Christchurch-raised Anna Cottrell is a prolific documentary maker, with a keen interest in the stories that people tell. Her work ranges widely, from documentaries on immigrants (An Immigrant Nation) and family (Other People's Children), to five seasons of the bite-sized Great War Stories. Cottrell launched her company AC Productions in 2001.
Globetrotting director Dean Cornish's credit reel ranges from Intrepid Journeys to bold buildings, Extreme Tribes to Rachel Hunter, sex trafficking to This Town. Trained at Christchurch's NZ Broadcasting School, Cornish has produced films in more than 90 countries and crafted a reputation as a go-to guy for travel stories. He shared a Best Director gong at the 2011 Aotearoa Film and TV Awards for Making Tracks.
John Toon's globetrotting award-winning career as a cinematographer encompasses documentary, shorts, TV drama (The Governor) and feature films — Rain, Mr Pip, Kingpin and Sunshine Cleaning among them. He has also shot and directed many commercials.
After almost two decades of directing and producing documentaries, David Harry Baldock left TVNZ in 1988 to launch Ninox Television. The company’s roster of reality-based programming included export hit Sensing Murder, local award-winner Our People Our Century and nine seasons of Location Location Location. These days Baldock is busy making arts programmes from Shanghai.
Ian Sinclair has reported from every corner of the globe. After experiencing dictatorship while studying flamenco guitar in Spain, Sinclair returned home to New Zealand, and eventually began working for TVNZ in 1986. Since then he has covered four major wars and been a mainstay as an investigative journalist, winning New Zealand’s Qantas Media Award for Best Investigation in 2009.
Hilary Barry has long experience of reporting and reading the news. In 1993 she began a two decade stint at TV3. In 2005 she became anchor of the channel's primetime news, alongside Mike McRobert. Barry went on to report from the Canterbury quakes, the 2011 royal wedding and the famine in Africa. She left TV3 in 2016, and began co-hosting TVNZ's Breakfast; in 2018 she moved to primetime show Seven Sharp.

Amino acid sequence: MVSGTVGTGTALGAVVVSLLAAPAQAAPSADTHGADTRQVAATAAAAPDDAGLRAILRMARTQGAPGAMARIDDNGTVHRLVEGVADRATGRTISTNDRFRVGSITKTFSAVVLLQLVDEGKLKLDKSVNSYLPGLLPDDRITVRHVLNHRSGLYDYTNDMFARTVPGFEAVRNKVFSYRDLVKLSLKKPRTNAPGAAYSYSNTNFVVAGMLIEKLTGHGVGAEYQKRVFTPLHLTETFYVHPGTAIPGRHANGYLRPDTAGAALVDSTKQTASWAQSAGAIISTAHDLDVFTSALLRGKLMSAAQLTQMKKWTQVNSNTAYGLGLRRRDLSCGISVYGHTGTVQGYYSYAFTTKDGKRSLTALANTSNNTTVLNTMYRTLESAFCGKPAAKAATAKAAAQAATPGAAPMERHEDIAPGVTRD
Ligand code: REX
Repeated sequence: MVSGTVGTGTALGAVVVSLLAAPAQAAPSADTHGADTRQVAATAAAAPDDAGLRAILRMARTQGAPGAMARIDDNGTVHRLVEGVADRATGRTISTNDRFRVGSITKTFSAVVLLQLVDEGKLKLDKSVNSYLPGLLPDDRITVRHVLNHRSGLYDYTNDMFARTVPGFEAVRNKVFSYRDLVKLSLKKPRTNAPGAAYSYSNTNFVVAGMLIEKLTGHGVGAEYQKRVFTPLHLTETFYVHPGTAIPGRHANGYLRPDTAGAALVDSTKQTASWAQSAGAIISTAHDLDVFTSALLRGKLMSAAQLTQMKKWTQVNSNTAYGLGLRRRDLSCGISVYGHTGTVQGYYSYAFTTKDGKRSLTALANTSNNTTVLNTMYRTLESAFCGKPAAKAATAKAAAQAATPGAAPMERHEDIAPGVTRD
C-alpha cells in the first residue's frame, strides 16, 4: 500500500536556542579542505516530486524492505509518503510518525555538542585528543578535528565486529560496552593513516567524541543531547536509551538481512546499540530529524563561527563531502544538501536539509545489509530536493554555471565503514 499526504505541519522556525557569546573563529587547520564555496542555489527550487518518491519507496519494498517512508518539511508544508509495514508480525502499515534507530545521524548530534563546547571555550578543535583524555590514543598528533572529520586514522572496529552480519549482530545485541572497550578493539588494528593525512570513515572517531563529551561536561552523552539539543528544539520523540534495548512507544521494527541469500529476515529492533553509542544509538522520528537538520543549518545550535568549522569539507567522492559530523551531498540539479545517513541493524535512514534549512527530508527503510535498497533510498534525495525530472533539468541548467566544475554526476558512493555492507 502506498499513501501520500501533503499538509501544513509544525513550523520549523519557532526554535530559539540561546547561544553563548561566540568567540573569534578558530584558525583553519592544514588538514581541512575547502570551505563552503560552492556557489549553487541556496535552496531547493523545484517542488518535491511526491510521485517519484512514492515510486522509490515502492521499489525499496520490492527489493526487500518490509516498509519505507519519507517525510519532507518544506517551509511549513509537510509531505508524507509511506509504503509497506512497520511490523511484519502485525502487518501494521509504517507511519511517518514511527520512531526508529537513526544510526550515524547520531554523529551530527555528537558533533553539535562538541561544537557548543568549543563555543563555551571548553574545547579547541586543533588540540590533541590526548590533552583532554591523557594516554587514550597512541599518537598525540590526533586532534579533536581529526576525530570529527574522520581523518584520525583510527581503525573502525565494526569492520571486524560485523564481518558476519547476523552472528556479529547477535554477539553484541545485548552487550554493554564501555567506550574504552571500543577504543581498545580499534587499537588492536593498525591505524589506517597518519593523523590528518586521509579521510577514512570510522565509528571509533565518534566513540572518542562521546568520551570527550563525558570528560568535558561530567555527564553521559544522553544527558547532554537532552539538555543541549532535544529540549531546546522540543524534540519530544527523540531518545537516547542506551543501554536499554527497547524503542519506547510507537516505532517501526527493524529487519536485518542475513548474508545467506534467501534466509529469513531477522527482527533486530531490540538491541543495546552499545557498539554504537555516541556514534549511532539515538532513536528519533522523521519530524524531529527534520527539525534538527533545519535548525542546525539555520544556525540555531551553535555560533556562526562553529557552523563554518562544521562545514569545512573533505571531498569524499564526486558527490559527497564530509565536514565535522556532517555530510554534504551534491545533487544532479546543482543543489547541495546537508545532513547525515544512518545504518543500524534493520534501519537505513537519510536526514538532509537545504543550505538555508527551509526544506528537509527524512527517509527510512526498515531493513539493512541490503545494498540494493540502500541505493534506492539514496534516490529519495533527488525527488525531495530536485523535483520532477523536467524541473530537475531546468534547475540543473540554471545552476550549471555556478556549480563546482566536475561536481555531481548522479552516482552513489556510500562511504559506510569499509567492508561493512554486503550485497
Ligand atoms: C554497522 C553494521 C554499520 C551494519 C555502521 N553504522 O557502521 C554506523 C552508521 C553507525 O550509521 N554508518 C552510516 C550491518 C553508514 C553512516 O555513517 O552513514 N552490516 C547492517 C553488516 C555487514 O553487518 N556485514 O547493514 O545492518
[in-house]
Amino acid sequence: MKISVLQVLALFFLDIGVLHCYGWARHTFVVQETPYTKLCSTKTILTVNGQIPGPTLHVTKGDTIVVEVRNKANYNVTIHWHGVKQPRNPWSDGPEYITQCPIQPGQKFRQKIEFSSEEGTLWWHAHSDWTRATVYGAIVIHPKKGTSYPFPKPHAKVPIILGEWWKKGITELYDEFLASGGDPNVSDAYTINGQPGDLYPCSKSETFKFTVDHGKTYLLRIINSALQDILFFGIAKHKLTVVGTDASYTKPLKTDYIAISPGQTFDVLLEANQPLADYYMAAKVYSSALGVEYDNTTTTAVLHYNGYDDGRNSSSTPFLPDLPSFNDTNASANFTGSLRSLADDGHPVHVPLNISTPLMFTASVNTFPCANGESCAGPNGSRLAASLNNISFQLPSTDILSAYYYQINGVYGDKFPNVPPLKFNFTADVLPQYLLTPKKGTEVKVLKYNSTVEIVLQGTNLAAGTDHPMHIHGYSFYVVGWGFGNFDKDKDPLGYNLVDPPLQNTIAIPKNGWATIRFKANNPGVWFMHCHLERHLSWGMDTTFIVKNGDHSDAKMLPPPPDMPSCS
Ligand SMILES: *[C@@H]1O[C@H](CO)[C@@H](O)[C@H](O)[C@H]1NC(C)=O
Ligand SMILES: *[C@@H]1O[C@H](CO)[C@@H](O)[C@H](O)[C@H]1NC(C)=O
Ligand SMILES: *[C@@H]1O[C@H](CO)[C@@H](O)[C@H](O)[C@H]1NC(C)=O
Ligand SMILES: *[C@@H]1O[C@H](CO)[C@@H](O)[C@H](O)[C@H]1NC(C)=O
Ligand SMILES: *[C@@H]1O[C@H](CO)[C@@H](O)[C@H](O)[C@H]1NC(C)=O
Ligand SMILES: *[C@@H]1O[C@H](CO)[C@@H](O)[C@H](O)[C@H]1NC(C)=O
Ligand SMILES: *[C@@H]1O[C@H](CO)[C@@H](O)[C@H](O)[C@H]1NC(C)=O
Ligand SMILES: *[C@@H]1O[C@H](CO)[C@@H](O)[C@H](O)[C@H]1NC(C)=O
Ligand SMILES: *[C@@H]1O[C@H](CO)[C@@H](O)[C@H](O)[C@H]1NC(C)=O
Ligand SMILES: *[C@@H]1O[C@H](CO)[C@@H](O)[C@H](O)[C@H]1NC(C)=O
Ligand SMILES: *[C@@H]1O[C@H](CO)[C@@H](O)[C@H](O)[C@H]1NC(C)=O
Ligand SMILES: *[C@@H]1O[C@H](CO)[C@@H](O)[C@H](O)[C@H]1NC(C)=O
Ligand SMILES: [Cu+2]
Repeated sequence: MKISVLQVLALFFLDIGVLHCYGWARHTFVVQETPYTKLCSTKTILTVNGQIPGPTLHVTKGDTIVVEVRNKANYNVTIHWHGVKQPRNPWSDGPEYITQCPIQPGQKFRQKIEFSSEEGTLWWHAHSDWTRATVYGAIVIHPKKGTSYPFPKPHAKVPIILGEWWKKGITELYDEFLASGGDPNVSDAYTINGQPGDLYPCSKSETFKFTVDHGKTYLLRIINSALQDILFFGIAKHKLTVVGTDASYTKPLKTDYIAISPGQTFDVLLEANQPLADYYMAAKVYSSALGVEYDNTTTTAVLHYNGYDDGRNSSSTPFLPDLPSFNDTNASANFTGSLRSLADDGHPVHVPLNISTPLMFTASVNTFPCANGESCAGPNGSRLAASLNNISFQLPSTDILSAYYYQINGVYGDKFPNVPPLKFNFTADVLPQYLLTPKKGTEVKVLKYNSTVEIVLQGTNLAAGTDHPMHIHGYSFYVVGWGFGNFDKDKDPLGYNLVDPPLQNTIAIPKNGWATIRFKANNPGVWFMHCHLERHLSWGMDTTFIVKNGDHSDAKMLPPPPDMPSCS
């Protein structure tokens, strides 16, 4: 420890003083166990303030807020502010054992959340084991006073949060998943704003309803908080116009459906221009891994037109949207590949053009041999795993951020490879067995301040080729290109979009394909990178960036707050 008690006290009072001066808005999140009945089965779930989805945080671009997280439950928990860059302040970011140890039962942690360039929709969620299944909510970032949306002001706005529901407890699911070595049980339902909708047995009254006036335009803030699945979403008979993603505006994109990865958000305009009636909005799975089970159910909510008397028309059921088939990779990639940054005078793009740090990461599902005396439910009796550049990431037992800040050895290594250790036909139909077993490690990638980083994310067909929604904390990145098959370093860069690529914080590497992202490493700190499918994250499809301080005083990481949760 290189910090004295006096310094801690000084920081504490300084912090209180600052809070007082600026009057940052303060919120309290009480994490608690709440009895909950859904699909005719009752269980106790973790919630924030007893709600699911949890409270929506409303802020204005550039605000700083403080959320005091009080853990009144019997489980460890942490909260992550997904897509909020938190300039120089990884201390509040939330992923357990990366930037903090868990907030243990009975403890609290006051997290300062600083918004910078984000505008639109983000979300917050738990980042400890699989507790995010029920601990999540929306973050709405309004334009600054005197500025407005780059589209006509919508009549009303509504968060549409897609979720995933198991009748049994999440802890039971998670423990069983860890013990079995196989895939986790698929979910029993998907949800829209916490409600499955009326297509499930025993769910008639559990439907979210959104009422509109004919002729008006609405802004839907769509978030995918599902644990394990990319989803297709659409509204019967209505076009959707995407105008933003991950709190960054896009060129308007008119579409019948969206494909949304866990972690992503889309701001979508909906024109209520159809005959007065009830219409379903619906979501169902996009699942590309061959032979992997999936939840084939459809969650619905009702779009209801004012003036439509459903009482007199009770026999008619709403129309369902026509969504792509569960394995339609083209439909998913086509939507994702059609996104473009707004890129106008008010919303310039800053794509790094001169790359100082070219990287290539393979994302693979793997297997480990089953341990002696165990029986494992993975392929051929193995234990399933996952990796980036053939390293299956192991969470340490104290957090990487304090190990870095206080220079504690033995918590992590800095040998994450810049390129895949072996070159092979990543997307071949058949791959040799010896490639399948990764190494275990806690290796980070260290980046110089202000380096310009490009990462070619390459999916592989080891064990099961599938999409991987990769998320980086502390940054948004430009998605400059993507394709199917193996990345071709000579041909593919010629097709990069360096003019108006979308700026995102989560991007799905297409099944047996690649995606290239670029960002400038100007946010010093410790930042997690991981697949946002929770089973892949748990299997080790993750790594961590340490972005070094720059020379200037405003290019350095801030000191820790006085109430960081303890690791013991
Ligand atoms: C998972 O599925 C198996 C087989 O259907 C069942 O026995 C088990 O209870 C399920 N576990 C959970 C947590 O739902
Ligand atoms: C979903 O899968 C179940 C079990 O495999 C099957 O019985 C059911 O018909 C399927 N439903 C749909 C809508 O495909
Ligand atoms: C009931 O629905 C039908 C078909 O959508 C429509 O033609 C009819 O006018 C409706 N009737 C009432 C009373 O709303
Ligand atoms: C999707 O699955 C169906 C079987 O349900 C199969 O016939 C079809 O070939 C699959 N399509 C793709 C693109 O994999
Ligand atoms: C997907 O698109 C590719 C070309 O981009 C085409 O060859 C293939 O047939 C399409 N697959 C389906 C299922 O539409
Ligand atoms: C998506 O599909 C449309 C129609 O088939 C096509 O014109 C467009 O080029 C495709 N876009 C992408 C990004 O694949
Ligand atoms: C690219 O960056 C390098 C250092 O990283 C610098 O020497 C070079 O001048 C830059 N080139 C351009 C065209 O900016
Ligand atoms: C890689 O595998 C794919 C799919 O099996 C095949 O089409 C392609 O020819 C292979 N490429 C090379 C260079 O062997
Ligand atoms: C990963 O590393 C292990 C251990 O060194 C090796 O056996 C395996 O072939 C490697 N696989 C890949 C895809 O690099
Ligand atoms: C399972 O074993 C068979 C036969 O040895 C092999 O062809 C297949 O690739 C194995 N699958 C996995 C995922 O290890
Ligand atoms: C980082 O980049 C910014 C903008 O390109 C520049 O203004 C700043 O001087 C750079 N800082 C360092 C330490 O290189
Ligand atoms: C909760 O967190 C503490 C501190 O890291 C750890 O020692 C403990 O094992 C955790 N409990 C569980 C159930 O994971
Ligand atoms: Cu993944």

Ken Blackburn, MNZM, is a familiar face on New Zealand stage and screen. In a career spanning 50+ years he's appeared in iconic television shows (Gliding On, Shortland Street) and films — including a lead role in 1978 feature Skin Deep. Blackburn was awarded a New Zealand Order of Merit in 2005; in 2017 he received the a Lifetime Achievement award, acknowledging long-serving local actors.
Cinematographer Stuart Dryburgh has helped create some of the most iconic images of New Zealand cinema: the girl with a mop of red hair, standing at the end of a country road in Angel at my Table; the piano on a deserted beach in The Piano, and the charged kitchen scenes of Once Were Warriors.
TV3 news anchor Mike McRoberts spent a decade as a radio reporter, then made his name as a sports journalist with TVNZ in the mid 90s. After six years with the state broadcaster, including occasional shifts reading the primetime news, he moved to TV3. From 2005, he joined Hilary Barry leading the 6pm news bulletin. Since then he has presented reports and bulletins from Christchurch, Iraq, Haiti and the Philippines.
If director and producer Peter Coates was a superhero, he’d surely be ‘Renaissance Man’. His contribution to championing the arts on television is arguably heroic, and his career multi-faceted. From 1971 to 2004 Coates produced, directed or scripted hundreds of TV productions covering a smorgasbord of topics, from operas to soap operas, and from portraits of New Zealand artists to rugby coaching films.